A new study released last week by the Tampa Bay Partnership marks another fresh step in the years-old push to modernize the region's transportation system. The report calls for addressing transportation improvements by thinking and acting more from a regional perspective, a sharp departure from the history of three failed transit initiatives in Hillsborough and Pinellas in recent years. This report builds on the push in both counties to unify their transit and planning efforts, and the Florida Legislature could play a key role this spring if it responds to business leaders and local elected officials calling for action.
The report to the partnership, the bay area's job development arm, notes that a host of major issues, from transportation and crime to poverty, would be better confronted on a regional scale. That's certainly true for any major metropolitan area, and in this region the two counties have worked together in several major areas, from tourism to higher education to the development of drinking water resources.
But transportation planning has remained largely a county-by-county issue, following political boundaries that have no relation to the way people and goods move around Tampa Bay. The report found that the bay area's county-centric transportation structure, dating to the 1970s, is "out of step" with the times, resulting in "too many local projects competing for too little money" and running counter to new state and federal policies that encourage a metro-wide approach.
The study, by the Eno Center for Transportation, a nonpartisan think tank in Washington, found an "urgent need for leaders in metropolitan Tampa Bay to put forth a strategic — yet grounded and pragmatic — approach to planning regional transportation" that furthered the area's economy and quality of life. It suggested merging the separate planning organizations in Pinellas, Hillsborough and Pasco counties into a regional agency and creating a single structure to manage transit operations in the three counties. While the state created the Tampa Bay Regional Transportation Authority a decade ago to take a lead on these issues, the study noted that TBARTA has made just a modest contribution. Building awareness of the region is one thing. Building a collaborative governing structure with real authority, significant funding and real responsibility is another.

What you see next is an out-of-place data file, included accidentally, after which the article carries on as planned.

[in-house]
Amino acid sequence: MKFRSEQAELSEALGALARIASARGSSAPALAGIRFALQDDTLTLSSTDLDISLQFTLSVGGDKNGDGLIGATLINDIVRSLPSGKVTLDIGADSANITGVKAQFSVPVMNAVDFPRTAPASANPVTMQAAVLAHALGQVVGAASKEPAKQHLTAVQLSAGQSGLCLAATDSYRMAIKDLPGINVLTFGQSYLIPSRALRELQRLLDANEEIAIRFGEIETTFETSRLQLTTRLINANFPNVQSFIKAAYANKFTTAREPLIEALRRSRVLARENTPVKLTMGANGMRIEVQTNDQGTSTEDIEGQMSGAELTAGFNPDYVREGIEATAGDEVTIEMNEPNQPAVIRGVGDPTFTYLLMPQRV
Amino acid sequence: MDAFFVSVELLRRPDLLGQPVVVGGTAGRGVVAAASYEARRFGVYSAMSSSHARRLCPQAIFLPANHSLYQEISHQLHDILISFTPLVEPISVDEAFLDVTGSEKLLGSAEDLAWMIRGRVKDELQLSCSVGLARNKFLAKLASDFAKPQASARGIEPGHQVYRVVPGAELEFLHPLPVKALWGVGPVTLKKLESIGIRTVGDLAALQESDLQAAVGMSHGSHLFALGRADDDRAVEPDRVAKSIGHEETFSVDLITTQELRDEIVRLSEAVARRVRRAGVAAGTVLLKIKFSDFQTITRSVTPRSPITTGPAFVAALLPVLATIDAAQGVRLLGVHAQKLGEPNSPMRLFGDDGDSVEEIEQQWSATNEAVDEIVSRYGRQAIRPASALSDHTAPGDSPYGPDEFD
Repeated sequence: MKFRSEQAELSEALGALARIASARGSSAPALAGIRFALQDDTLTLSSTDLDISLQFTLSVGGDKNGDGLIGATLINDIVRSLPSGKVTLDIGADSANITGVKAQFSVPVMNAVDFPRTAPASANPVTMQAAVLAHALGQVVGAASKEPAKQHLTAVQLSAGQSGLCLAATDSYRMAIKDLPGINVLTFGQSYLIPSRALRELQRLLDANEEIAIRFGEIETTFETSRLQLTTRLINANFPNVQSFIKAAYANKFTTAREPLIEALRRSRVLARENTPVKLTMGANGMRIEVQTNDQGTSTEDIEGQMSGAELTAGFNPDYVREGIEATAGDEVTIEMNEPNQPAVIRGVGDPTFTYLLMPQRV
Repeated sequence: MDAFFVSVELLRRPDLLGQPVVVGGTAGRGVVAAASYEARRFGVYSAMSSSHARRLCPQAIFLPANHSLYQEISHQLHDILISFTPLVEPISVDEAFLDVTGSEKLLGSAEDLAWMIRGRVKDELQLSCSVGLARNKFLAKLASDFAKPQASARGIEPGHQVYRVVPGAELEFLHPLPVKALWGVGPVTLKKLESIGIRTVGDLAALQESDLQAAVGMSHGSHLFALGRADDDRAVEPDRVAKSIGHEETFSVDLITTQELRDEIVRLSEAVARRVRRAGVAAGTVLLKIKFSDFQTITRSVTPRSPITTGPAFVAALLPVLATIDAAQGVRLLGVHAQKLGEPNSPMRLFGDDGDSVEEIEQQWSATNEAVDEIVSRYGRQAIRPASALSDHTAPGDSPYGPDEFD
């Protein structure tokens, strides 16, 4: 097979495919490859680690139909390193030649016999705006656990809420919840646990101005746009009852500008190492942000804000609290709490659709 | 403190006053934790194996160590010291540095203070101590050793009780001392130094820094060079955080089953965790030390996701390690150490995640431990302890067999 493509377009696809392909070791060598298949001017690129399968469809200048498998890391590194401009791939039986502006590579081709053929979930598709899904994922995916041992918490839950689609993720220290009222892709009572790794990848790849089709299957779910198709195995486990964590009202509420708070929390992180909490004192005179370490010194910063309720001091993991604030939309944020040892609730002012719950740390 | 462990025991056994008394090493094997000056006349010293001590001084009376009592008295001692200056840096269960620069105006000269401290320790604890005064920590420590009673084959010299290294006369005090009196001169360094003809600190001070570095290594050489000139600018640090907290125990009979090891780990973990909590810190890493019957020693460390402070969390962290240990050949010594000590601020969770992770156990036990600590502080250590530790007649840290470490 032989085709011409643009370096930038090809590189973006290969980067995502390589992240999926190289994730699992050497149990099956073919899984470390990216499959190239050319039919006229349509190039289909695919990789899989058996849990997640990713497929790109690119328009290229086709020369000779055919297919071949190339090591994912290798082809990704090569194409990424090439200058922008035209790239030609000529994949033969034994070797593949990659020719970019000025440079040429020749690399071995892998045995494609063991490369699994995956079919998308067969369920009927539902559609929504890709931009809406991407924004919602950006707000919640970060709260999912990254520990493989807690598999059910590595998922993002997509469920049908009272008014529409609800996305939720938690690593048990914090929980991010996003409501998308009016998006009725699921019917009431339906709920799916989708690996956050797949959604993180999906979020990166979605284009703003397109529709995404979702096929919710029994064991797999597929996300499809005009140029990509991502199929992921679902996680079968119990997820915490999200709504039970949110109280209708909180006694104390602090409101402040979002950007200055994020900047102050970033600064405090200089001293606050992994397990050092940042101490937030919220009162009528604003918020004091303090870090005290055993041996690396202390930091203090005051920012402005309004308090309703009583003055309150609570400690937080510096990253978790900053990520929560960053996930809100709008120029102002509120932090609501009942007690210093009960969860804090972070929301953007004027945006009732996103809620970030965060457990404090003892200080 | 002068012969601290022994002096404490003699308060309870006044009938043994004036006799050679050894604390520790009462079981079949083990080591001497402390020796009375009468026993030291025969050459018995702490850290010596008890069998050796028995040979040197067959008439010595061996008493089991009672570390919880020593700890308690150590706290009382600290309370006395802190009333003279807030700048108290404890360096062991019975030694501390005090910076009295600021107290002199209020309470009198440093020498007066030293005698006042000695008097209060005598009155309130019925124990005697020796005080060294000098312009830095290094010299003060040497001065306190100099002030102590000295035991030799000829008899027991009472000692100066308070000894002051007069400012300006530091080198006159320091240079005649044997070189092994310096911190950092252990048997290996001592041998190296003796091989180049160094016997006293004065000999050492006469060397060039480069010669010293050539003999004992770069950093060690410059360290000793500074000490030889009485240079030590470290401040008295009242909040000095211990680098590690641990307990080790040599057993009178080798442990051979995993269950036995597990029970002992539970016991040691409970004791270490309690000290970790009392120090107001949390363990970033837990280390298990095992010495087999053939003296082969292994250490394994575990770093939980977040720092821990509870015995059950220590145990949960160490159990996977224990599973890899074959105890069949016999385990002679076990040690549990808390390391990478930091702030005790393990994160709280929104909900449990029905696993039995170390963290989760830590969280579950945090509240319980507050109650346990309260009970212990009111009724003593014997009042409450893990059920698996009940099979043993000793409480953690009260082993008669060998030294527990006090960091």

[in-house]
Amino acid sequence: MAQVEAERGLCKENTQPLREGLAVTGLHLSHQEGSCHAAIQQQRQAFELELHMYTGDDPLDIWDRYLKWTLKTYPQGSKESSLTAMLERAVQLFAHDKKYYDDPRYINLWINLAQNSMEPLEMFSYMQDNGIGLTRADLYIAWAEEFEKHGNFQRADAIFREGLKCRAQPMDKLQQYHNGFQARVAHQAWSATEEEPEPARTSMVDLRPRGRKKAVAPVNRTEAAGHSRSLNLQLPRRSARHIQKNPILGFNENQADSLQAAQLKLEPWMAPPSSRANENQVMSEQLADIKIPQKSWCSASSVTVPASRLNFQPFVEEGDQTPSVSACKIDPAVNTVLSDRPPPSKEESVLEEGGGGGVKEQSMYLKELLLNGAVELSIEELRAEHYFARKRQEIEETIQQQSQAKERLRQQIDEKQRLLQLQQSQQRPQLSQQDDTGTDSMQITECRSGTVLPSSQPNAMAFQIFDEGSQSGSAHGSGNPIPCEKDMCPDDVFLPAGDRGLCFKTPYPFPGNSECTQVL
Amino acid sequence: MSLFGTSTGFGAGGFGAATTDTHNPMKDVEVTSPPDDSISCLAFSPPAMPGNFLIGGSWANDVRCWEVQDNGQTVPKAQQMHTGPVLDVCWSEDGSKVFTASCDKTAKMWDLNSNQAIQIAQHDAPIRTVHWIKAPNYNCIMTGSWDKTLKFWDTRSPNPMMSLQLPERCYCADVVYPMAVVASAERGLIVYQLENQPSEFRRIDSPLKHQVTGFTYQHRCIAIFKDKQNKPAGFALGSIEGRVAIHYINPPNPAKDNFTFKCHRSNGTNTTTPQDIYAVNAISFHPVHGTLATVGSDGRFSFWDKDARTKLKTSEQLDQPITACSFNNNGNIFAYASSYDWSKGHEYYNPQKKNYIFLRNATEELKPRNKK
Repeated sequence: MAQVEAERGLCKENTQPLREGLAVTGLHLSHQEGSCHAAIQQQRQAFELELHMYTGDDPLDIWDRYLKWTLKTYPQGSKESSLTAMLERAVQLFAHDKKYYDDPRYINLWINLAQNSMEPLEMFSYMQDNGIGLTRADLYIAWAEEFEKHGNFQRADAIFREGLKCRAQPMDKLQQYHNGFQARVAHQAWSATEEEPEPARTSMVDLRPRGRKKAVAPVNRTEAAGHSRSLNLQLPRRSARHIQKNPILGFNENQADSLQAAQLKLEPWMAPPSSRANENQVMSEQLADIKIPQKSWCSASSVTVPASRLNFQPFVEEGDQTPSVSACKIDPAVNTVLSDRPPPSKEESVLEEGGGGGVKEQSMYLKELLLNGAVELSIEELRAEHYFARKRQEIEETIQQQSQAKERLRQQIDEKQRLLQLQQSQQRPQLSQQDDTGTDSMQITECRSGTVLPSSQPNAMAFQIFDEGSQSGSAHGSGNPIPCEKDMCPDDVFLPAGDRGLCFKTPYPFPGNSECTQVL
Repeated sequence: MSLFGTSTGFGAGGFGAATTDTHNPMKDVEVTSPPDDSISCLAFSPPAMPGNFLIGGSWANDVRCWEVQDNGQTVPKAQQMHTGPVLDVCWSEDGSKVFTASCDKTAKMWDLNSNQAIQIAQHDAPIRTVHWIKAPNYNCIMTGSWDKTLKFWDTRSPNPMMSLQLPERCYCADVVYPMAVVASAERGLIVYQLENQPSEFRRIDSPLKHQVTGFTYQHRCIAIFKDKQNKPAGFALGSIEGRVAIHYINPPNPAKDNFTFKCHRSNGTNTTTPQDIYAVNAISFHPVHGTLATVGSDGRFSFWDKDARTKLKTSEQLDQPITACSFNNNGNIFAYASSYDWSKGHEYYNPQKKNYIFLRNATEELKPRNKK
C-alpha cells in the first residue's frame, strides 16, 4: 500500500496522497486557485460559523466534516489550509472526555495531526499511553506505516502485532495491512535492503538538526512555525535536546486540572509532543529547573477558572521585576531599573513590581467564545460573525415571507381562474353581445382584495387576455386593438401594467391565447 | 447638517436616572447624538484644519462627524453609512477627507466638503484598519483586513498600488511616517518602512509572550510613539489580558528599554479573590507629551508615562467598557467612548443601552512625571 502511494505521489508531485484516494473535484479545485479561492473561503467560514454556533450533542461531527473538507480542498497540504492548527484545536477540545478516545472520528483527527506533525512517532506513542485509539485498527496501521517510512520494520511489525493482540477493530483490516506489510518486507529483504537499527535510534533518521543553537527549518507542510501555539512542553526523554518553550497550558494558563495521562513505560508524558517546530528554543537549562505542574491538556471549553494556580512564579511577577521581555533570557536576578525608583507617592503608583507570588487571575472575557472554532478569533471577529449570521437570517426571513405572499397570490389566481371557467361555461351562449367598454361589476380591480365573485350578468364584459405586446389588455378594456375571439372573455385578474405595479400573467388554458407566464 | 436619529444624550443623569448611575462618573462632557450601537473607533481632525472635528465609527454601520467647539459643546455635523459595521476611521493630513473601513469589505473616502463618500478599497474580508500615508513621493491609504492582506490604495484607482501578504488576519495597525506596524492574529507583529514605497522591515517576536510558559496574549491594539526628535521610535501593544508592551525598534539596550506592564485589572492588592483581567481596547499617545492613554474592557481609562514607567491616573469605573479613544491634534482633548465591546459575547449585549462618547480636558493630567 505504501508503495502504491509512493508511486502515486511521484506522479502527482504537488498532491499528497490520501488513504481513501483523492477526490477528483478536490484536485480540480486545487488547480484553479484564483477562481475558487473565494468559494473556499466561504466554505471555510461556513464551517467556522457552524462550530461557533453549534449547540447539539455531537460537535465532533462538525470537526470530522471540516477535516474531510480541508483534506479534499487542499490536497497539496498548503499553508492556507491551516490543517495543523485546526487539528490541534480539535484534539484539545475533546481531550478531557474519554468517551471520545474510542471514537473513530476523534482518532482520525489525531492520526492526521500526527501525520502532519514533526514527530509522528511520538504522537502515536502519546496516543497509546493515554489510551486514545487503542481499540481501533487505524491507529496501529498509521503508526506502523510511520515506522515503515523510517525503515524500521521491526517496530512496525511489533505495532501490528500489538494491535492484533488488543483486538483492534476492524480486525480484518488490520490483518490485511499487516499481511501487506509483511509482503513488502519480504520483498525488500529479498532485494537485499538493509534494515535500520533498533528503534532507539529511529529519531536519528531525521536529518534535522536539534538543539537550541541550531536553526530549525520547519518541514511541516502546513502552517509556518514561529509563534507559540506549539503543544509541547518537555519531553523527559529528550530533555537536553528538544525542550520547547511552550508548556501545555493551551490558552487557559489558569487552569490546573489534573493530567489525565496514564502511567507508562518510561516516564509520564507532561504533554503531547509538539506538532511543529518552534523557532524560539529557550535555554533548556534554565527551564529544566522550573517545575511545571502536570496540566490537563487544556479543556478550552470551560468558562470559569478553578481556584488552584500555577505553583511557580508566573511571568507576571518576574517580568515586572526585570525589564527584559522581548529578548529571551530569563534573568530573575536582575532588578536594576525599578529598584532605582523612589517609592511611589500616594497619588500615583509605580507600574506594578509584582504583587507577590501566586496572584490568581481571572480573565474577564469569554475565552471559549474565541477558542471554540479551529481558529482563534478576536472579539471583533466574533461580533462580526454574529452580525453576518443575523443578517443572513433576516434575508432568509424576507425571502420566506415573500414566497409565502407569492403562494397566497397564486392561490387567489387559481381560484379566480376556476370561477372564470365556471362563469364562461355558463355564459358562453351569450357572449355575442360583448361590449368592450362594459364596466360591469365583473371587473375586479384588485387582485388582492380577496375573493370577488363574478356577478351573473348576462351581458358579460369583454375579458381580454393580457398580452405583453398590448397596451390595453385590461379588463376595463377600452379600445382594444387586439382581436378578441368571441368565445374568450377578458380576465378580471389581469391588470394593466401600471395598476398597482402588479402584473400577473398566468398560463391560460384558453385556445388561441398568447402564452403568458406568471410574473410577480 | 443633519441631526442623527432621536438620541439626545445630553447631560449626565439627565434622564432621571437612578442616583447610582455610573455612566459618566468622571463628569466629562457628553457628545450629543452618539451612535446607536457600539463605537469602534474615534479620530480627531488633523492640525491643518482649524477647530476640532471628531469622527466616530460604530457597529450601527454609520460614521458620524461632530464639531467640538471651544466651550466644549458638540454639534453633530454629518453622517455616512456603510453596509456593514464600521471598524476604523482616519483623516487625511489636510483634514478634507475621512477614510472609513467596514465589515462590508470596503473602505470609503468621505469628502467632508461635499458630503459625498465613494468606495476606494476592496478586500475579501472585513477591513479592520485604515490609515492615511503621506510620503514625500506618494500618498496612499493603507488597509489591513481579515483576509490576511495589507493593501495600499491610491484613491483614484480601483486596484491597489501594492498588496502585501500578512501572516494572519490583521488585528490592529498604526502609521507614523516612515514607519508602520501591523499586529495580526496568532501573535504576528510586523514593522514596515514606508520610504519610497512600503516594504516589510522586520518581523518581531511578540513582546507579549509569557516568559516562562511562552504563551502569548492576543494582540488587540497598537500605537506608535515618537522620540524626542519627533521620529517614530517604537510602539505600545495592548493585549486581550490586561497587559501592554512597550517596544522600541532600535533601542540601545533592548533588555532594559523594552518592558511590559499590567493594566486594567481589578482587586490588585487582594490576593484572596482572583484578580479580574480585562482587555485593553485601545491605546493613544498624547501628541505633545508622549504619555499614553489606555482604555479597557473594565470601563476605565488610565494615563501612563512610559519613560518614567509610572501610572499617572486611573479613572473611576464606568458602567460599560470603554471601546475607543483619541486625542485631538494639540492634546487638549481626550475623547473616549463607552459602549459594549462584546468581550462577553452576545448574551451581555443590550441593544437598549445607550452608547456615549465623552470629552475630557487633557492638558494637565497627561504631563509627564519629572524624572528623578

The proposal aligns with the major tenets of a plan pushed by Pinellas County Commission chair Janet Long and supported by officials on both sides of the bay that would consolidate the bay area's transportation agencies. And it builds on the collaborations that are already under way between the local mass transit providers in Pinellas and Hillsborough. A regional approach would make the bay area more competitive for state and federal transit aid, and it would stretch local dollars further by taking advantage of the economies of scale that come with centralizing operations.
There are still many serious questions to resolve. How would officials prevent a region-wide approach from overwhelming smart decisions on local service? How would local and regional planning survive without being mired in a new alphabet soup of bureaucracy? And how does the region confront its leading problem: the refusal by voters outside the urban centers to tax themselves for transportation improvements and the inability of city residents to do so?
But it's clear the time has come for a change in thinking. The bay area has nearly tripled in size since its transportation structure was designed four decades ago. About 20 percent of all workers — a quarter-million people in the Tampa Bay metro area — travel outside their home county to work. Since 1970, the share of poor residents living in the suburbs has increased by 25 percent, second-highest among major metro areas. And the suburbs continue to suffer poor mass transit service.
But local officials cannot create a robust metro transit authority with regional service by themselves. They need help from the Legislature, and that should come this spring. The Florida Department of Transportation is expected to include a study of these Tampa Bay issues in its 2017-18 budget for lawmakers to approve. That's fine, but how many more studies about regional cooperation on transit are needed before real action is taken?
The region took on a similar challenge in the 1990s as local governments chose to end the water wars and to develop new drinking water sources in a more cooperative and sustainable manner. This study is the latest call for a common approach that makes common sense. It also provides a pathway for bringing a stronger transit referendum to the voters, which is where this entire discussion needs to lead.